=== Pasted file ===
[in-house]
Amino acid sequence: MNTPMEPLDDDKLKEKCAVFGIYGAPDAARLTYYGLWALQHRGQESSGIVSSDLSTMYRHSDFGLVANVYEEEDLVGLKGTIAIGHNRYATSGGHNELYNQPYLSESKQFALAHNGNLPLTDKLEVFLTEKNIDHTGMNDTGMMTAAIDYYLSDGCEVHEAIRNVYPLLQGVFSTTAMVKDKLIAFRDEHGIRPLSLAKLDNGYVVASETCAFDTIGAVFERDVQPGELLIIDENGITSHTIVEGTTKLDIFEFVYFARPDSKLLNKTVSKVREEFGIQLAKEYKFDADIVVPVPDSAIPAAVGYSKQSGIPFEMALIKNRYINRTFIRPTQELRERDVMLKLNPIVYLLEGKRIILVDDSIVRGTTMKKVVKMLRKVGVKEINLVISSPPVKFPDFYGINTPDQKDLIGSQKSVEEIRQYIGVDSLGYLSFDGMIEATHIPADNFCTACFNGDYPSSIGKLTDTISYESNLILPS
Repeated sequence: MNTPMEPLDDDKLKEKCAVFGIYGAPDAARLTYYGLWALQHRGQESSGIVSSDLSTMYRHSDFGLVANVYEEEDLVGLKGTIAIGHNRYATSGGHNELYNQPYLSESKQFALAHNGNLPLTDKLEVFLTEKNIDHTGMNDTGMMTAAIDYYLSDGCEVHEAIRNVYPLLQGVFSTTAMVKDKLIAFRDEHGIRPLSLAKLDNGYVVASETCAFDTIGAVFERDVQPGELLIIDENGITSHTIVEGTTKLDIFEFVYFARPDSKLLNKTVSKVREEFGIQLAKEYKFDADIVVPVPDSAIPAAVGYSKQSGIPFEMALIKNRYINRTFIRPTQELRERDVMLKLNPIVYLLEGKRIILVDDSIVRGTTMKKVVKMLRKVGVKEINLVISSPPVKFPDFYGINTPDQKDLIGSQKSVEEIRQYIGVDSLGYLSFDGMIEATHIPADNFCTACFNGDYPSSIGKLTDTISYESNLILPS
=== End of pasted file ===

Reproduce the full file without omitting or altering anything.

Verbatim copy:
[in-house]
Amino acid sequence: MNTPMEPLDDDKLKEKCAVFGIYGAPDAARLTYYGLWALQHRGQESSGIVSSDLSTMYRHSDFGLVANVYEEEDLVGLKGTIAIGHNRYATSGGHNELYNQPYLSESKQFALAHNGNLPLTDKLEVFLTEKNIDHTGMNDTGMMTAAIDYYLSDGCEVHEAIRNVYPLLQGVFSTTAMVKDKLIAFRDEHGIRPLSLAKLDNGYVVASETCAFDTIGAVFERDVQPGELLIIDENGITSHTIVEGTTKLDIFEFVYFARPDSKLLNKTVSKVREEFGIQLAKEYKFDADIVVPVPDSAIPAAVGYSKQSGIPFEMALIKNRYINRTFIRPTQELRERDVMLKLNPIVYLLEGKRIILVDDSIVRGTTMKKVVKMLRKVGVKEINLVISSPPVKFPDFYGINTPDQKDLIGSQKSVEEIRQYIGVDSLGYLSFDGMIEATHIPADNFCTACFNGDYPSSIGKLTDTISYESNLILPS
Repeated sequence: MNTPMEPLDDDKLKEKCAVFGIYGAPDAARLTYYGLWALQHRGQESSGIVSSDLSTMYRHSDFGLVANVYEEEDLVGLKGTIAIGHNRYATSGGHNELYNQPYLSESKQFALAHNGNLPLTDKLEVFLTEKNIDHTGMNDTGMMTAAIDYYLSDGCEVHEAIRNVYPLLQGVFSTTAMVKDKLIAFRDEHGIRPLSLAKLDNGYVVASETCAFDTIGAVFERDVQPGELLIIDENGITSHTIVEGTTKLDIFEFVYFARPDSKLLNKTVSKVREEFGIQLAKEYKFDADIVVPVPDSAIPAAVGYSKQSGIPFEMALIKNRYINRTFIRPTQELRERDVMLKLNPIVYLLEGKRIILVDDSIVRGTTMKKVVKMLRKVGVKEINLVISSPPVKFPDFYGINTPDQKDLIGSQKSVEEIRQYIGVDSLGYLSFDGMIEATHIPADNFCTACFNGDYPSSIGKLTDTISYESNLILPS